After nearly two decades of explosive growth, there’s almost nothing you can’t buy online in China. But there is still at least one major market the country’s e-commerce giants have yet to monopolize: prescription drugs.
That may be about to change. This month, the State Council — China’s Cabinet — took another step toward greenlighting the sale of prescription drugs online. For e-commerce platforms, the announcement could mean huge profits; for public hospitals, it’s a warning shot for a medical system that has long overprescribed medication to leverage its near monopoly on drug sales and pad its bottom line.
For years, drug overprescription has been rampant in China, symbolized by the overuse of IV drips and antibiotics. Severe crackdowns have improved the situation somewhat in recent years, but doctors around the country continue to prescribe unnecessary or off-label drugs. This isn’t a victimless crime: In addition to underlying dangers like antibiotic resistance, patients pay the price for all these unneeded prescriptions. In one recent case, a 50-year-old cancer patient died deep in debt after his doctor prescribed him drugs that were not clinically proven to treat his condition, sparking a social media firestorm.
The incentives for doctors and hospitals to overprescribe drugs are well known. The marketization reforms of the 1980s saw China’s medical system partially deregulated in ways that distorted the caregiver-patient relationship. As medical costs spiraled upward and hospitals were freed to experiment with new revenue sources, doctor fees and compensation remained capped at artificially low levels. One popular means of making up the difference was to sell drugs to patients directly through hospital-owned pharmacies.
This helped public hospitals survive, but it also hooked them on drug sales and medical test fees. Further complicating matters, hospitals, doctors, and pharmaceutical companies developed increasingly close ties, with the latter offering rebates, subsidies, and other benefits for prescribing more of their medications.
The Chinese government has made efforts to solve these problems in recent years. In 2017, it even mandated drugs be sold at cost, in the hopes of reducing their appeal as a revenue source for doctors and hospitals. But while hospital prescription drug sales dipped slightly in 2018, they more or less returned to normal the following year. And despite eliminating prescription drug markups, doctors and hospitals have still found room for profit by manipulating manufacturing costs and sales prices or the use of rebates.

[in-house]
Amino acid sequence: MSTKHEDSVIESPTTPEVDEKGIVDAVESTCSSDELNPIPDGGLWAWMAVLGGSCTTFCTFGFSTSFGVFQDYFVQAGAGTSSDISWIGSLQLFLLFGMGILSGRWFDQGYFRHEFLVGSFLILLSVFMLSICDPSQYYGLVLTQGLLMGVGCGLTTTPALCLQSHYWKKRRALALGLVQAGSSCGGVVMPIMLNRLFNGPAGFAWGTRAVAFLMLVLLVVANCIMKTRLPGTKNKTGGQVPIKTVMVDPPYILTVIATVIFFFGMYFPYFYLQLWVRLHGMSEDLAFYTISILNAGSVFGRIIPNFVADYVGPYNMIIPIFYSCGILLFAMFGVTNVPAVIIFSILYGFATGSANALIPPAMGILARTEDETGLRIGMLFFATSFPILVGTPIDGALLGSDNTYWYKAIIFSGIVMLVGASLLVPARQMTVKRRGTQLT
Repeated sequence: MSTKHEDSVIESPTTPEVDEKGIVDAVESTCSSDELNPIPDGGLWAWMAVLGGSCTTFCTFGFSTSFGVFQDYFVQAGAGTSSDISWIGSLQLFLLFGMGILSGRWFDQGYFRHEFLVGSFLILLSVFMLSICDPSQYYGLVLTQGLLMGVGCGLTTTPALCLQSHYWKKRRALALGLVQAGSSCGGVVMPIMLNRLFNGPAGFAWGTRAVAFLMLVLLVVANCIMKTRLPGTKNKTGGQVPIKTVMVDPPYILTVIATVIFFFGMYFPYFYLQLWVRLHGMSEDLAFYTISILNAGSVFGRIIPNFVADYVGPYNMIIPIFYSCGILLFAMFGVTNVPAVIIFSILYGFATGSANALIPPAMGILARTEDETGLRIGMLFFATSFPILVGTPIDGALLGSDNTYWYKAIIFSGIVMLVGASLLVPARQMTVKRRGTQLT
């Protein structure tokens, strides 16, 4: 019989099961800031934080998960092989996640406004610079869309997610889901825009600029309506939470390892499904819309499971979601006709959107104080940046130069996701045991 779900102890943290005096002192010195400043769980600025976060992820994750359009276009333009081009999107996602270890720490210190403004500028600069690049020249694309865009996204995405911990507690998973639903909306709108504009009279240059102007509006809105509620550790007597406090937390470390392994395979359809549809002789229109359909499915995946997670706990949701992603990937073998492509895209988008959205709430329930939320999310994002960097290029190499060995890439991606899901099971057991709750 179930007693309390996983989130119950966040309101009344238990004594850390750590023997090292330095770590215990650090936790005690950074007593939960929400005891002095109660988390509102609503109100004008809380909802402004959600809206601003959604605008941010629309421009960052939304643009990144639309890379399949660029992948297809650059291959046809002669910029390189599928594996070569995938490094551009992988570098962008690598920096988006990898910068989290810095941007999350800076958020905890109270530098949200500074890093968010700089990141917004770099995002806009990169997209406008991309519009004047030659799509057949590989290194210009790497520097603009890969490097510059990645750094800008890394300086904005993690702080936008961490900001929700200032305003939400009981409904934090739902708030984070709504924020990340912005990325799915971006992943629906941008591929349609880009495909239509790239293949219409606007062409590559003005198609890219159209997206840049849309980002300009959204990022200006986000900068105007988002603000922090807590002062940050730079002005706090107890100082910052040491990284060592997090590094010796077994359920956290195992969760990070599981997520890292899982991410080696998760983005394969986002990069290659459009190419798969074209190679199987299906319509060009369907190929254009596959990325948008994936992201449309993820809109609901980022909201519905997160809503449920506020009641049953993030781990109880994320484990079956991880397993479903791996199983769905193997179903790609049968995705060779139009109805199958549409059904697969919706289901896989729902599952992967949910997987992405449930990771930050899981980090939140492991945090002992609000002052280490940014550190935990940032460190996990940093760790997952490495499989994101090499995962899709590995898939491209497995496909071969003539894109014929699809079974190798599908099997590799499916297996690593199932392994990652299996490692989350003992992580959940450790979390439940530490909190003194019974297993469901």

In response to the failure of state-led initiatives, pro-market advocates like Zhu Hengping, a researcher at the Chinese Academy of Sciences, have argued that government policies alone will not be enough to dismantle the close relationship between hospitals and drug sales. Instead, they believe that market competition is the only way to break up the current cartel. And one of the easiest ways of stimulating this competition would be to finally allow e-commerce platforms — already widely used and convenient — to get in on the act.
Currently, it’s extremely difficult for patients to comparison shop. Once online sales are permitted, however, patients will at least theoretically be able to compare the price of drugs from different sellers all over the country and choose the cheapest ones. And with doctors and hospitals less certain that patients will leave the consultation room and buy whatever drugs they’ve been prescribed at the hospital pharmacy, their prescription decisions will be less motivated by profit.
At least, that’s the idea. But there is still a lot to do before China can consider its overprescription problem cured.
To begin with, hospitals won’t go down without a fight. China lacks a universal, effective, and neutral digital prescription database. Asking public hospitals to voluntarily make their e-prescriptions — generally only usable at their in-house pharmacies — universally accessible is a bit like asking them to take the juiciest slices of meat from their plate and put them on someone else’s.
Furthermore, even if it becomes legal to sell drugs online, there are still no provisions for ensuring that medicines sold on the internet are safe and effective. How the country will ensure the authenticity of prescriptions, monitor the safety of drug transportation and storage, and build a safe electronic medical record system — all while guaranteeing patient privacy — remains an open question.
Hospitals and doctors have reason to be skeptical of the market reformers’ plans. Although more recent medical market reforms have led to an increase in the fees doctors are allowed to charge, they remain far from able to replace the revenues earned from drug sales. As long as hospitals rely on drug sales for their income, they have no incentive to voluntarily embrace online pharmacies.
It’s still too early to tell what the effects of the recent State Council announcement will be. Still, it looks likely that market advocates like Zhu will get their wish granted for increased competition. Introducing e-commerce to pharmaceutical sales has the potential to radically alter the medical landscape — but it will only succeed if all the stakeholders can be convinced to work together.
Translator: Lewis Wright; editor: Kilian O’Donnell.
(Header image: Moment/People Visual)